Recently in Performances
Bampton Classical Opera’s 2014 double bill neatly balanced drollery and gravity. Rectifying the apparent prevailing indifference to the 300th centenary of Christoph Willibald Gluck birth, Bampton offered a sharp, witty production of the composer’s Il Parnaso confuso, pairing this ‘festa teatrale’ with Ferdinando Bertoni’s more sombre Orfeo.
Harry Christophers and The Sixteen Choir and Orchestra launched the Wigmore Hall’s two-year series, ‘Purcell: A Retrospective’, in splendid style. Flexibility, buoyancy and transparency were the watchwords.
It would be unfair, but one could summarise this concert with the words, ‘Senator, you’re no Leonard Bernstein.’
On September 13, Los Angeles Opera opened its 2014-2015 season with a revival of Marta Domingo’s updated, Art Deco staging of Giuseppe Verdi’s La traviata. It starred Nino Machaidze as Violetta, Arturo Chácon-Cruz as Alfredo, and Plácido Domingo as Giorgio Germont. The conductor was Music Director James Conlon.
In its annual concert previewing the forthcoming season Lyric Opera of Chicago presented its “Stars of Lyric Opera at Millennium Park” during the past weekend to a large audience of enthusiastic listeners.
Come to think of it the 1950‘s were operatically rich years in America compared to other decades in the recent past. Just now the San Francisco Opera laid bare an example, Carlisle Floyd’s Susannah.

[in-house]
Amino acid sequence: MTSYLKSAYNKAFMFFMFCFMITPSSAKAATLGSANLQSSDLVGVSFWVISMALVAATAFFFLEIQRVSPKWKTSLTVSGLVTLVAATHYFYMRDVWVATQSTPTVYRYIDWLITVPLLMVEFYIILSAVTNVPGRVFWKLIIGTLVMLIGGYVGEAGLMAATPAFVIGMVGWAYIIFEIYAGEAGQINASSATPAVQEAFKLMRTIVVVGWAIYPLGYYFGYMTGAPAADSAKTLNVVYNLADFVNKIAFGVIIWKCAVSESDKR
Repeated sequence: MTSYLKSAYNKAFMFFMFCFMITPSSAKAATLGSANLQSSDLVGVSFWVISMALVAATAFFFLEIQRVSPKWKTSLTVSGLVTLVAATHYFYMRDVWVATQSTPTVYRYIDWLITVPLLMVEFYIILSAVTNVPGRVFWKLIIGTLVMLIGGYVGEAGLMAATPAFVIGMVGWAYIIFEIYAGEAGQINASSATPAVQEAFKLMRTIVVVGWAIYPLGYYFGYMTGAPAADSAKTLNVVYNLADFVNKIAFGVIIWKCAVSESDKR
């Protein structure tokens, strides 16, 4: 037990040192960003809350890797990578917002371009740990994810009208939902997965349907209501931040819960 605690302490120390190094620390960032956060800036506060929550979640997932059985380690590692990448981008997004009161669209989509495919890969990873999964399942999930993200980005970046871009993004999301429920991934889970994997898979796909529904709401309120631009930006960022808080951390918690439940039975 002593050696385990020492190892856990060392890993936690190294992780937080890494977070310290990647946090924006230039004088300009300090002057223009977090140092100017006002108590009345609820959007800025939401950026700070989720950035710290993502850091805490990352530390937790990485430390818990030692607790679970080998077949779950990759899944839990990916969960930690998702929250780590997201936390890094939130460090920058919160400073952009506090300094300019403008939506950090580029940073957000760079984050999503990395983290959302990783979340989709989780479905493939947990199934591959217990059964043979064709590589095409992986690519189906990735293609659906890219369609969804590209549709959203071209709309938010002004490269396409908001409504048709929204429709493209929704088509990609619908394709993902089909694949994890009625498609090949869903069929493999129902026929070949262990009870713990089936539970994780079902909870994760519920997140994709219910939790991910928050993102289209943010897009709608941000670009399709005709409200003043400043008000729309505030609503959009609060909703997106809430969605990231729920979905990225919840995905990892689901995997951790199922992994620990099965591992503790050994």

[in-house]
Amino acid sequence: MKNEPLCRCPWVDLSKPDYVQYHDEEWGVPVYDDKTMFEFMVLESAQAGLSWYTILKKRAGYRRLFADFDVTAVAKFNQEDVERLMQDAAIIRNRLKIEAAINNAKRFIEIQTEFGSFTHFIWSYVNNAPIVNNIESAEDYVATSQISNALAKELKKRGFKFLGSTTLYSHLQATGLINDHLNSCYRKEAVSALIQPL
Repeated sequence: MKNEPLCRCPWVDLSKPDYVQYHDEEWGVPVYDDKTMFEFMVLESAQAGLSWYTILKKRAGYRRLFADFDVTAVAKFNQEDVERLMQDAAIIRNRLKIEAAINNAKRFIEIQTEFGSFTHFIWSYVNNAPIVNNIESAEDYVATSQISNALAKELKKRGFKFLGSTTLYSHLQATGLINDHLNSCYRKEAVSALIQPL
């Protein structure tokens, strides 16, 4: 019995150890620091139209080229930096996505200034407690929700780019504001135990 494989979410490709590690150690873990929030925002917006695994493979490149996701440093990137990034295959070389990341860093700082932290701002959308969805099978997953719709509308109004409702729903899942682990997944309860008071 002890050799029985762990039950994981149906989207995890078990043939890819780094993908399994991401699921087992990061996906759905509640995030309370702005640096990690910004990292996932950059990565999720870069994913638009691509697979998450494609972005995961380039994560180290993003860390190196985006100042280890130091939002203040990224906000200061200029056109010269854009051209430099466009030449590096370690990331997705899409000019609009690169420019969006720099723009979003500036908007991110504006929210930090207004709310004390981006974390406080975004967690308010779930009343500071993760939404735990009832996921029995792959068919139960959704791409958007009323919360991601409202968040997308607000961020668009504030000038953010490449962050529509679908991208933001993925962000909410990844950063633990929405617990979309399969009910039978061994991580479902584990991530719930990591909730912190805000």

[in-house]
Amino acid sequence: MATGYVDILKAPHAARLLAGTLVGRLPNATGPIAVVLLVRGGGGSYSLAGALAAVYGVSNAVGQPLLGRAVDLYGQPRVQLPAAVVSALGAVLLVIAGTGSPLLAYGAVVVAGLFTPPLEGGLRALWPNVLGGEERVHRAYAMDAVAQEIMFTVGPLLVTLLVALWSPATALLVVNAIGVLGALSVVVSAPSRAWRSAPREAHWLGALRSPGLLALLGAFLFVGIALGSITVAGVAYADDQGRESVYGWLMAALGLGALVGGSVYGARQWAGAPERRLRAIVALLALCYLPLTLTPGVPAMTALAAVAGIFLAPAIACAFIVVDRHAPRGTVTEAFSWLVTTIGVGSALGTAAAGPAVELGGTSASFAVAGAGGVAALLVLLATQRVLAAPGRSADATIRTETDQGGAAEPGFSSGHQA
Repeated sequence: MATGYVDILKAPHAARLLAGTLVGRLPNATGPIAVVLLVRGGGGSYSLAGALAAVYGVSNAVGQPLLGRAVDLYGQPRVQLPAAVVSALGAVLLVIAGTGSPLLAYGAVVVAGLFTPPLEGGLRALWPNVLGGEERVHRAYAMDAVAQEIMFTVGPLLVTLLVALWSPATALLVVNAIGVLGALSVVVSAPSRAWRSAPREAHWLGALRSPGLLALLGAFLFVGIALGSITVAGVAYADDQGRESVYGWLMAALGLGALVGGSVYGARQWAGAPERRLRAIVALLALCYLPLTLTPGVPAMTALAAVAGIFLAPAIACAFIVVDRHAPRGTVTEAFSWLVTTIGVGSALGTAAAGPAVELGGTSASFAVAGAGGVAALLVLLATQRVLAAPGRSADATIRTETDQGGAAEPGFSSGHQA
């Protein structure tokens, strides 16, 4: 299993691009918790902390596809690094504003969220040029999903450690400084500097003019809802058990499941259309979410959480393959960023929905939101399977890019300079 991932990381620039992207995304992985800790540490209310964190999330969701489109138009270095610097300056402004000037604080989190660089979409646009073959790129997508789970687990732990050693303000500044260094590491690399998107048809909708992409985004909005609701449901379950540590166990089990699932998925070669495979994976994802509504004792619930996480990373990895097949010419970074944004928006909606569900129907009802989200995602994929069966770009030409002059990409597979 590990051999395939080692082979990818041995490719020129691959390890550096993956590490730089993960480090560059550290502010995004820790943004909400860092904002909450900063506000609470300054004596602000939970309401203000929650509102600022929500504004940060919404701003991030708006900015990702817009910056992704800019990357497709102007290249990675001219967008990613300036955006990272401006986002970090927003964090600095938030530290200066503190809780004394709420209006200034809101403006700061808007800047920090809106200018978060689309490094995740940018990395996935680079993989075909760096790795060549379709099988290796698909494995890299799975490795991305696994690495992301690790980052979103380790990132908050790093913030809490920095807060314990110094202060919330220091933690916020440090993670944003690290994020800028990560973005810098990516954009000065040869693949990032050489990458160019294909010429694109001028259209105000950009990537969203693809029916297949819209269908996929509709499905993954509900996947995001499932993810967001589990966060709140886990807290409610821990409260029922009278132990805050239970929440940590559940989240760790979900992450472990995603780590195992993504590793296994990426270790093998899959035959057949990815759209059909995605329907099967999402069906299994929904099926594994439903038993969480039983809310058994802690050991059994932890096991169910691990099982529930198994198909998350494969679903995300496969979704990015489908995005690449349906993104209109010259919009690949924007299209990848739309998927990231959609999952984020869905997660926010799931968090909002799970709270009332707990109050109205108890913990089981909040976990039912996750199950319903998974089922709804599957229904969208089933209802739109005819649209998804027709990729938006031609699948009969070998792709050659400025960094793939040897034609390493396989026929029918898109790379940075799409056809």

Nicholas Hytner’s production of Handel’s Xerxes (Serse) at English National Opera (ENO) is nearly 30 years old, and is the oldest production in ENO’s stable.
On Friday evening September 5, 2014, tenor Stephen Costello and soprano Ailyn Pérez gave a recital to open the San Diego Opera season. After all the threats to close the company down, it was a great joy to great San Diego Opera in its new vibrant, if slightly slimmed down form.
English National Opera’s 2014-15 season kicked off with an ear-piercing orchestral thunderbolt. Brilliant lightning spears sliced through the thick black night, fitfully illuminating the Mediterranean garret-town square where an expectant crowd gather to welcome home their conquering hero.
It is now three and a half years since Anna Nicole was unleashed on the world at the Royal Opera House, Covent Garden.
It was a Druid orgy that overtook the War Memorial. Magnificent singing, revelatory conducting, off-the-wall staging (a compliment, sort of).
There was a quasi-party atmosphere at the Wigmore Hall on Monday evening, when Joyce DiDonato and Antonio Pappano reprised the recital that had kicked off the Hall’s 2014-15 season with reported panache and vim two nights previously. It was standing room only, and although this was a repeat performance there certainly was no lack of freshness and spontaneity: both the American mezzo-soprano and her accompanist know how to communicate and entertain.
In strict architectural terms, the stupendous 2nd century Roman
theatre of Aspendos near Antalya in southern Turkey is not an arena or
amphitheatre at all, so there are not nearly as many ghosts of gored gladiators
or dismembered Christians to disturb the contemporary feng shui as in
other ancient loci of Imperial amusement.
Simon Rattle and the Berlin Philharmonic Orchestra brought their staging of Bach's St Matthew Passion to the BBC Proms at the Royal Albert Hall on Saturday, 6 September 2014.
Every so often an opera fan is treated to a minor miracle, a revelatory performance of a familiar favorite that immediately sweeps all other versions before it.